Talks on the second day of Mini-Medical school were on Alzheimer's disease, diabetes, and cognitive aging. All three talks were great and puts the judgment meter into "Very Glad I Came". Although, wow: nothing like a series of talks on the biology of aging to get your mind a-dwelling on your own mortality and that of anyone around you. None of us, in case you didn't know, is getting any younger. We are all, moreover, going to die.
I'm writing this using the wireless connection from the hotel restaurant, where I'm having breakfast. The woman who did the cognitive aging talk is sitting two tables away from me. One part of her talk was about medication adherence, and included a discussion of a study of rheumatoid arthritis patients they did where they monitored compliance with these special pill-bottle caps that were equipped with a computer chip that would record the times when the pill-bottle was opened (subjects weren't allowed to use a pill-box for this study). Anyway, among the interesting findings from this study were that middle-aged people were less adherent than older (age > 65) people; and that the leading predictor of non-adherence was how busy people were. The speaker's explanation of that second finding was mainly in terms of the first; that middle-aged people have busier, less routinized lives and that older people were more likely to have The Taking Of The Medications as a ritual around which their lives were built. Meanwhile, an economist in attendance spoke up to ask: "As an economist, I would wonder if it might also be the case that older people are more motivated to adhere to their medications because the consequences of non-adherence appear more severe and more imminent." To which I thought, why would somebody have to be an economist to wonder this? Sometimes economists seem to think they are the only ones who are aware that human beings often respond to changes in the apparent costs and benefits of different choices; a more accurate opinion would be that (some) economists are (about) the only ones willing to push that idea to obviously absurd and empirically untrue ends.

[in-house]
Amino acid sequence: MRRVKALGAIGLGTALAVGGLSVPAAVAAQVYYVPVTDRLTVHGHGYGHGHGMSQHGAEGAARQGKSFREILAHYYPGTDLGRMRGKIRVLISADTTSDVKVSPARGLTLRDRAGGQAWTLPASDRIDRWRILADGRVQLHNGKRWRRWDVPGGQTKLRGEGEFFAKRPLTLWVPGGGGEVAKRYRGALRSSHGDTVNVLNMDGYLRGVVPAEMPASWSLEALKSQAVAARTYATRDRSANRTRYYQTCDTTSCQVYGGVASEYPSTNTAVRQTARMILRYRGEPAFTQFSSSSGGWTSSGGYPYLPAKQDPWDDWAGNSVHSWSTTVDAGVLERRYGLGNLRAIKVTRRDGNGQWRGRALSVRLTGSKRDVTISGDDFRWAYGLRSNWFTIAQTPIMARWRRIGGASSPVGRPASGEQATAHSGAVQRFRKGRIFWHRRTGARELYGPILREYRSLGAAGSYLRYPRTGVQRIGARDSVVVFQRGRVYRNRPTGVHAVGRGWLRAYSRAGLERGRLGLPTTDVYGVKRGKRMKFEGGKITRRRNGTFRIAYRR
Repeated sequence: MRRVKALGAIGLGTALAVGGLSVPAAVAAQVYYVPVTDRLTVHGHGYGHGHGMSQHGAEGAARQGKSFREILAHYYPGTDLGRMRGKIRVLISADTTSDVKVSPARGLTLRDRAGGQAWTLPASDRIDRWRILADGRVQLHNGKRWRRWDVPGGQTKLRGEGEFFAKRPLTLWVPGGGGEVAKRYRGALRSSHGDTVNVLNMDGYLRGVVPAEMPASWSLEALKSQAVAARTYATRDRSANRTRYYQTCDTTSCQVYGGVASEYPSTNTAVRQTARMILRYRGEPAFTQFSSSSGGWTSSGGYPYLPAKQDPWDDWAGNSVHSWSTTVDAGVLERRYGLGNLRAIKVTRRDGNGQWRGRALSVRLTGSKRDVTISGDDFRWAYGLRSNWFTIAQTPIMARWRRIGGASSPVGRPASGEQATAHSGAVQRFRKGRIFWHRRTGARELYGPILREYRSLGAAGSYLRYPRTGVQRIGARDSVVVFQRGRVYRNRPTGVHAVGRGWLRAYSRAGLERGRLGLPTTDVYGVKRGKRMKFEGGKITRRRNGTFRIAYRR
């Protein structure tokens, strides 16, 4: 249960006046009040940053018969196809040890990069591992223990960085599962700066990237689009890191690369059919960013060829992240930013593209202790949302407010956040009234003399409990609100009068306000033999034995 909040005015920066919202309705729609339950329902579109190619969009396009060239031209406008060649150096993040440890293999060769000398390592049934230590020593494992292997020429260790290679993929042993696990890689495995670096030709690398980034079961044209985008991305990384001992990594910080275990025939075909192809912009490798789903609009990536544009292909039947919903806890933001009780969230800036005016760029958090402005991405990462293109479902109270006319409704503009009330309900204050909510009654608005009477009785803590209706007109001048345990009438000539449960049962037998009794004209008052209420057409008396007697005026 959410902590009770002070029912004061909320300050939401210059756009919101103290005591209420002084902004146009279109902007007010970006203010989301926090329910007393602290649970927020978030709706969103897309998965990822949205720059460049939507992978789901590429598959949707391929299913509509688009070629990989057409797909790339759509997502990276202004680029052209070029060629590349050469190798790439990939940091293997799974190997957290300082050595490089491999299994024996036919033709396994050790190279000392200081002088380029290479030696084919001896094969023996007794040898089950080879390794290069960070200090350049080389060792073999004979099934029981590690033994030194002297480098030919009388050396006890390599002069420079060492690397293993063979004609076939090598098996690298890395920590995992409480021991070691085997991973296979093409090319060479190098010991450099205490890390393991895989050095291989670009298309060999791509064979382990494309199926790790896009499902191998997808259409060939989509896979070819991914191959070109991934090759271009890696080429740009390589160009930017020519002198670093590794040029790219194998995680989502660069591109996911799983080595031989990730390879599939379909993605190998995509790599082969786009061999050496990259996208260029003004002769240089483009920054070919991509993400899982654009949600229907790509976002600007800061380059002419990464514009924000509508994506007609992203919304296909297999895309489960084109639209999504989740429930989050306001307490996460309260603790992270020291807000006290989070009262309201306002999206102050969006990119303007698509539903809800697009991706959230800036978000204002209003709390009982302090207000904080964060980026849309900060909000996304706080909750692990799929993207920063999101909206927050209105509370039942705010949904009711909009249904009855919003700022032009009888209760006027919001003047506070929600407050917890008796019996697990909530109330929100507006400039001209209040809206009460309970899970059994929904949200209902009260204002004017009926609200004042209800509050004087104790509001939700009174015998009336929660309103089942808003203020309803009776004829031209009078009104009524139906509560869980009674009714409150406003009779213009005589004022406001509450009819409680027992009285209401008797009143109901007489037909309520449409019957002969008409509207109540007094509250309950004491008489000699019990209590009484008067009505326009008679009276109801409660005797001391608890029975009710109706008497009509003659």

Meanwhile, a postdoc at Rand saw my nametag and said that she had visited the sociology department at Wisconsin a couple of years ago. She's an avid Scrabble player, and when she visited she had wanted to meet me after seeing that I had changed the nameplate on my door to my name spelled out in Scrabble tiles. Alas, I had to tell her that I didn't play Scrabble so much anymore (and have changed my nameplate back), although I didn't go into how the decrease to zero in Scrabble playing occurred as a result of my starting a weblog and having that come to monopolize My Hobby Time.